The Atlantic Monthly.
Bob Herbert NYT Op-Ed.
Paul Krugman NYT Op-Ed.
The Rachel Maddow Show.
Rachel Maddow also points to Matt Taibbi's latest article in Rolling Stone.
Howard Dean at the Netroots Conference last week.
Michael Lux on the stategery.
President Obama's Op-Ed. Admittedly, his piece really is a plea for reform, but lacks specificity and the hard push that will lead to a Public Option.
Former Education Secretary Robert Reich.
My new favorite blog, PostBourgie simple and elegant summation.
My favorite MFA classmate also pointed me to the latest issue of Harpers, which for some unknown reason is trapped in the nether regions of snail mail.
I think if you believe in Health Care Reform, which really is a bill that's about regulation, it's worth taking the time to read these sources to help inform you on the debate. Admittedly, I got distracted by the squeaky wheels of the fringe parts of the conservative movement that I lost focus. And if we're truly entering a new generation of politics, and that our society is fully embracing a generational shift from the old order, then I must remember the wisdom from the 44th President of the United States, 'We remain a young nation, but in the words of Scripture, the time has come to set aside childish things. The time has come to reaffirm our enduring spirit; to choose our better history; to carry forward that precious gift, that noble idea, passed on from generation to generation: the God-given promise that all are equal, all are free, and all deserve a chance to pursue their full measure of happiness.'
I hope he remembers too.
Wednesday, August 12, 2009
Tea Party Protestor, Staten Island, NY - April 15, 2009, originally uploaded by indigo_belle.
I'm not sure which America she's talking about either.
To be honest, I find these town hall meetings distressing. Grown ass people are practically throwing tantrums over a social reform agenda that they'd in all likelihood would benefit from. Most of these folks appear to be part of a socio-economic class that gives them health care, but still would lack adequate coverage if they were inflicted with a serious illness.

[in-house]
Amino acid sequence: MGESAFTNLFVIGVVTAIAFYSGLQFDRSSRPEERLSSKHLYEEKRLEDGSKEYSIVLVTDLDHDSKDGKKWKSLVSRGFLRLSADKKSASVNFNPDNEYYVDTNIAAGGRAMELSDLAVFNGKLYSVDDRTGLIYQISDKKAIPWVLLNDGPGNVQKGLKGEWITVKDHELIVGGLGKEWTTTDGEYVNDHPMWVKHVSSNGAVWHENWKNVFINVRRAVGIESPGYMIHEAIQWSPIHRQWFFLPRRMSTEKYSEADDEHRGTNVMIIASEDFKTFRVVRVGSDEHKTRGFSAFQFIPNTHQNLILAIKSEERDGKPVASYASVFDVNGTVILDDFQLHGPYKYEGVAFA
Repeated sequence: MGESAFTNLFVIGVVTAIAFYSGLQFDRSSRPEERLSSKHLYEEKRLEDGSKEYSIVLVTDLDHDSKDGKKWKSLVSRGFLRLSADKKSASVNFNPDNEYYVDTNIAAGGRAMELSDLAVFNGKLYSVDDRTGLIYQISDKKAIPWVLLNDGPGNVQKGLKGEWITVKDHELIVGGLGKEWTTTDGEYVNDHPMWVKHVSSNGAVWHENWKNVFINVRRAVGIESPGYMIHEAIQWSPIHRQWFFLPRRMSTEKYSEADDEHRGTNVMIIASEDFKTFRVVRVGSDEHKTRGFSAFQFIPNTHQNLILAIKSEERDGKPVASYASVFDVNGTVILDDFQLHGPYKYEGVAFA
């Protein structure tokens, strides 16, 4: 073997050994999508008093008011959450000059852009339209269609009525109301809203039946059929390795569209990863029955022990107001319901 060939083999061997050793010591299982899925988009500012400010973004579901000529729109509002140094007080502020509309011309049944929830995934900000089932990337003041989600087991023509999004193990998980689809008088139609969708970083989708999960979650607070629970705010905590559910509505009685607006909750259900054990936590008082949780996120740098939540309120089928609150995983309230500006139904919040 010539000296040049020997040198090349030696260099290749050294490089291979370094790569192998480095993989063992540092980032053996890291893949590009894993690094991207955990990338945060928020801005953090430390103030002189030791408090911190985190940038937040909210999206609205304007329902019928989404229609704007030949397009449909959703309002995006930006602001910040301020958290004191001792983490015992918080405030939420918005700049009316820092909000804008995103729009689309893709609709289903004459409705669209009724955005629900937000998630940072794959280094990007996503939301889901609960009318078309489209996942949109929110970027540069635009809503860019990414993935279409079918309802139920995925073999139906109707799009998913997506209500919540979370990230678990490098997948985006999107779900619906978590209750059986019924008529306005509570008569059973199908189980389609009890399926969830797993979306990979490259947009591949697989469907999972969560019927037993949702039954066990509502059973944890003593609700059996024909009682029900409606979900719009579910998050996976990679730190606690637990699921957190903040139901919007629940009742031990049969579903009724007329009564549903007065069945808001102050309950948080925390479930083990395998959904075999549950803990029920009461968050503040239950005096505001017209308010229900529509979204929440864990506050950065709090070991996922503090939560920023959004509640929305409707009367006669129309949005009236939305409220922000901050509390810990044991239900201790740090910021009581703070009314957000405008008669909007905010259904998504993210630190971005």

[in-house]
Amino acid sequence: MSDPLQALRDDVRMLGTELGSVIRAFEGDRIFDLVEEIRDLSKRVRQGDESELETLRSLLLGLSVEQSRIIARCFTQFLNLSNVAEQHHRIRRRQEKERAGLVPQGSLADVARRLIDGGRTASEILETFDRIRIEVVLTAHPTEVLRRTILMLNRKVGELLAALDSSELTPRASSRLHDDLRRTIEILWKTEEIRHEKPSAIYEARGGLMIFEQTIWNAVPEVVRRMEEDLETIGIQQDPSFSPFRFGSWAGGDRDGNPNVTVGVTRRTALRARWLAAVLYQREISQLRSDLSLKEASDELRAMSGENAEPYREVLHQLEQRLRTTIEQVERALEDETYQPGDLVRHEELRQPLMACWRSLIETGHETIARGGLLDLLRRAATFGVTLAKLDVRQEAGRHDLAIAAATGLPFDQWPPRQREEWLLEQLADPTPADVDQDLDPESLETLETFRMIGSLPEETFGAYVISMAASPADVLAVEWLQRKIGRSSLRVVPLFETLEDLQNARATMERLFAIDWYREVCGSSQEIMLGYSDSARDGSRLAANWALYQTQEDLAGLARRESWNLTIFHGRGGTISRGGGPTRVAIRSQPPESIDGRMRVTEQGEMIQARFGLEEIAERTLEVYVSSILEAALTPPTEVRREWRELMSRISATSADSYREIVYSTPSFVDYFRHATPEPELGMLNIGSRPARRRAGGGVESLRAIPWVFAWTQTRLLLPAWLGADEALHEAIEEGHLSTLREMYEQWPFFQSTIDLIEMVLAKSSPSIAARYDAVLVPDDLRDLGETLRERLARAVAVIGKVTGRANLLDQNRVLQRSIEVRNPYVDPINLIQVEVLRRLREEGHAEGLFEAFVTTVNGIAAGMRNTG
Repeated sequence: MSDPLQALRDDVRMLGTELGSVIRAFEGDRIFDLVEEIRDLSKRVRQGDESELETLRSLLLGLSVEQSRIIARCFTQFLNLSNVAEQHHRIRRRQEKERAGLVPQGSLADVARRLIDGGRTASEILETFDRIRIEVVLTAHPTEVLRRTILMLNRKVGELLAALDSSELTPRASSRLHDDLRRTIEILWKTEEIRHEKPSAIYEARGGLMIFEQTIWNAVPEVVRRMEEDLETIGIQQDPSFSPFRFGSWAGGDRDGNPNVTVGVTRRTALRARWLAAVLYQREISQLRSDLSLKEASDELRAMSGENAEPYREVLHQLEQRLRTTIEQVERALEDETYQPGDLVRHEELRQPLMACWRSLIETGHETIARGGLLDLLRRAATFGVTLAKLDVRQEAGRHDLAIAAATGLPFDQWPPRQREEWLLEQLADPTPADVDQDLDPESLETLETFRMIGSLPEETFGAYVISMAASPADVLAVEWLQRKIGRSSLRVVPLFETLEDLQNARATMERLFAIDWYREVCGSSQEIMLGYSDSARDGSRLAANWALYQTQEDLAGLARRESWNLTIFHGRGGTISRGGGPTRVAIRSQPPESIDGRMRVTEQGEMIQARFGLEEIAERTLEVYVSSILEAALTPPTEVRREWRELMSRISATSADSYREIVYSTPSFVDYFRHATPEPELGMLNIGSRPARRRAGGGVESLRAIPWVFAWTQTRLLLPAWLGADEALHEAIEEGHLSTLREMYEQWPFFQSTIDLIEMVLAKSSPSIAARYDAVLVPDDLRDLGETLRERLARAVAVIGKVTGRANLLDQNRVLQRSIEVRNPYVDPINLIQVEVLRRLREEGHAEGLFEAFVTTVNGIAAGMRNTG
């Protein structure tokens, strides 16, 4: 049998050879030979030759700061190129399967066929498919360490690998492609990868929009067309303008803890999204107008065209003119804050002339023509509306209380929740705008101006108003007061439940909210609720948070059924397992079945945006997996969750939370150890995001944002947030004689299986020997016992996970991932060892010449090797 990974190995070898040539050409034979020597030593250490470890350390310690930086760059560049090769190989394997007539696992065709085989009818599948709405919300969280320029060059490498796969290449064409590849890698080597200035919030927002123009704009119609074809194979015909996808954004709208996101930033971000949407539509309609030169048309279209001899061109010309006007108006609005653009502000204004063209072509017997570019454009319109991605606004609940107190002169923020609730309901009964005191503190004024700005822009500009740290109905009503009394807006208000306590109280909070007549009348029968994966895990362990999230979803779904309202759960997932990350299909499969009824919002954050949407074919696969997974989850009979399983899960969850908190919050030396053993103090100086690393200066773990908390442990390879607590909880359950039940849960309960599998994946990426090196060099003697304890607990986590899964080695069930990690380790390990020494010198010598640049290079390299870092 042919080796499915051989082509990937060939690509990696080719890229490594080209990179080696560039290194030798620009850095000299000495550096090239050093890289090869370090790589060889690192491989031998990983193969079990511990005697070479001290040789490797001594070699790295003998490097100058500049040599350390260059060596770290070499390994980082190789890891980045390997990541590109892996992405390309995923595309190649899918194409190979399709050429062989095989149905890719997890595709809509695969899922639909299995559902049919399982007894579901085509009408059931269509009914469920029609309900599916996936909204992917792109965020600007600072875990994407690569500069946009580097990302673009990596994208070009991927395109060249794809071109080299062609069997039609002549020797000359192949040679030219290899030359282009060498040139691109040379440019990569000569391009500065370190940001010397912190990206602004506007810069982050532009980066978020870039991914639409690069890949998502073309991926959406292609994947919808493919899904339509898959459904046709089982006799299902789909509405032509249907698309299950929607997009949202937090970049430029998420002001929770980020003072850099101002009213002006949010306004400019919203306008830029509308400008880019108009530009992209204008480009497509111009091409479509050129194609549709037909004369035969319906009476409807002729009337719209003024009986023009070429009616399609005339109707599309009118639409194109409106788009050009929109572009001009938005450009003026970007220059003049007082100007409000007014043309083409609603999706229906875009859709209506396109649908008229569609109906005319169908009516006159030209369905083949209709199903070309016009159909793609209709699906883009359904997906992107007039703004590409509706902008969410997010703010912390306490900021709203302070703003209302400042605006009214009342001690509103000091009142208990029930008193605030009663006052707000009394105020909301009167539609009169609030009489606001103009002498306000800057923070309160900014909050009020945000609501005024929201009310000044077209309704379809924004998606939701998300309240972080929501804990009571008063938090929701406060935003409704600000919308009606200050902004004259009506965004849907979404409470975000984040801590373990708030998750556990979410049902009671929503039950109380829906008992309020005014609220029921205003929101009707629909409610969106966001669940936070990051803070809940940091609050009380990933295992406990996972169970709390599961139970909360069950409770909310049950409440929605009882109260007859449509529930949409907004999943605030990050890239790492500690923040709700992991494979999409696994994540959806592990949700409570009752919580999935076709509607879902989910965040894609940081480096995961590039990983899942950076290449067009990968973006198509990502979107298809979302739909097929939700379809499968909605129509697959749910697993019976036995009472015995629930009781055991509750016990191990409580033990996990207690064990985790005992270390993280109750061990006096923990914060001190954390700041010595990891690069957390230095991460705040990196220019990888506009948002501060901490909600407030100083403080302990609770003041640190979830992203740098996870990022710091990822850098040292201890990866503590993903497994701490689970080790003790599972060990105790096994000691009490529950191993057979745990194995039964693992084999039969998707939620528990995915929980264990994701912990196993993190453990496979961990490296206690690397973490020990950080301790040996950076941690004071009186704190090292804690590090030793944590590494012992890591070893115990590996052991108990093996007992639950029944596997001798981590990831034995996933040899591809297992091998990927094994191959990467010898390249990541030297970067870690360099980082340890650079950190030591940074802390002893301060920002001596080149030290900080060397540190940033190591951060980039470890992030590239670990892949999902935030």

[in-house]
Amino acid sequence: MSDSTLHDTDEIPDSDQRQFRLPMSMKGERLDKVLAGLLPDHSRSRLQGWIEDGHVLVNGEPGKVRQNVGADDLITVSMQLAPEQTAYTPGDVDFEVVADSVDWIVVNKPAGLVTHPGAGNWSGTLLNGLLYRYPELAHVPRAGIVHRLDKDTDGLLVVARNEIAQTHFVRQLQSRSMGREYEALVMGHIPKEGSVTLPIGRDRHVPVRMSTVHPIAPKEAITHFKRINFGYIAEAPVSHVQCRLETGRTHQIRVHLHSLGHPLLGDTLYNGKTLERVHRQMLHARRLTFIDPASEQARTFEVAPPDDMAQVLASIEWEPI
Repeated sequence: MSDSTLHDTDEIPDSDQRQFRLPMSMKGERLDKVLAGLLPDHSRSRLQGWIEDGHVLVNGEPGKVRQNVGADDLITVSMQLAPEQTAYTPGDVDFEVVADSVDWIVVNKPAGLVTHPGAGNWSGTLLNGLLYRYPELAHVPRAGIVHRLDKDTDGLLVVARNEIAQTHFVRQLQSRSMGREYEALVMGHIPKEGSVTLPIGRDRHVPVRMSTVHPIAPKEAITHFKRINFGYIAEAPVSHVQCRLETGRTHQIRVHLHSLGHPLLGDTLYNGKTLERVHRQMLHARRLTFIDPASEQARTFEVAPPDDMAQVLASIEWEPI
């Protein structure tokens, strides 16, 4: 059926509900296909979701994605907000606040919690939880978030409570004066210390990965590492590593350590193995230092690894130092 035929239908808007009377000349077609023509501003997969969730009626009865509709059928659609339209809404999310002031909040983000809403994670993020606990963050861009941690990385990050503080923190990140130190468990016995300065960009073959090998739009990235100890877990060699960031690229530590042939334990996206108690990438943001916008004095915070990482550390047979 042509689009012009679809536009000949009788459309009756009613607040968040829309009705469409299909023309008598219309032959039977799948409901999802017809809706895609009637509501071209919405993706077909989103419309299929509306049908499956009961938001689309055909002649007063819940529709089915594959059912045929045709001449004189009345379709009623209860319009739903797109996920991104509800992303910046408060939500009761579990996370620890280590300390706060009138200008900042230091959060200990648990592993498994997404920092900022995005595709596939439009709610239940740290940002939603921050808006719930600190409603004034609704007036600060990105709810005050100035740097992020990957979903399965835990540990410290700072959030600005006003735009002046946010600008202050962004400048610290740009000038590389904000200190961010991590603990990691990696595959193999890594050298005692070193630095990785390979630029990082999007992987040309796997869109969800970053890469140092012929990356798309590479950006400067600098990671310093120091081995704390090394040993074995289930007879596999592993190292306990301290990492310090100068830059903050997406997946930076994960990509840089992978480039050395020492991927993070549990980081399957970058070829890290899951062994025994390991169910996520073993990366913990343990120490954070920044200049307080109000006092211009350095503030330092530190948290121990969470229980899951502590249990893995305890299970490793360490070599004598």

Rachel Maddow did an excellent account of the strategy or, strategery behind these town hall disruptions. Reasonable people can see through the menagerie and recognize that this is in fact, a politically orchestrated effort.
These details notwithstanding, it's still important to parse out language here.
This rally cry of 'I Want My Country Back', 'I Want My America Back' or some of my other favorite invocations, 'socialism', the Obama/Hitler analogies, ---the 'birthers', and good lord, the 'deathers'--- just drips with racism. I don't say this flippantly, but the supposed fringe parts of the conservative movement have invented so many ways to say nigger it's ridiculous. The language is loaded is white racism that it would be disingenuous of me not to acknowledge it.
However, in acknowledging racism in language is dangerous territory. When you're trying to coax people to the middle ground, acknowledging racism shuts down communication. People get tongue-tied and lock-jawed on old narratives. They get angry, hurt and defensive. They feel guilty. They stop listening. They act out. No one wants to be seen as a bad person. I think what I'm getting at is that intent behind words like socialist in relation to the Obama Administration's policies doesn't sit well. I'm not sure if these folks know what socialism is. I think these words get tossed around and sits on tips of tongues without full awareness of the historic implications behind them.
I'm not sold on health care reform as it stands either. I'm in desperate need of concrete details from Congress and the White House. But I live in a democracy. I understand that the point of town hall meetings provides me with access to my elected representatives to listen to differing points of view that may ultimately (or so I hope) influence public policy to the benefit of my community. Shouting down anyone to the point that nothing is discussed isn't free speech or democratic. It's stupid. It's selfish.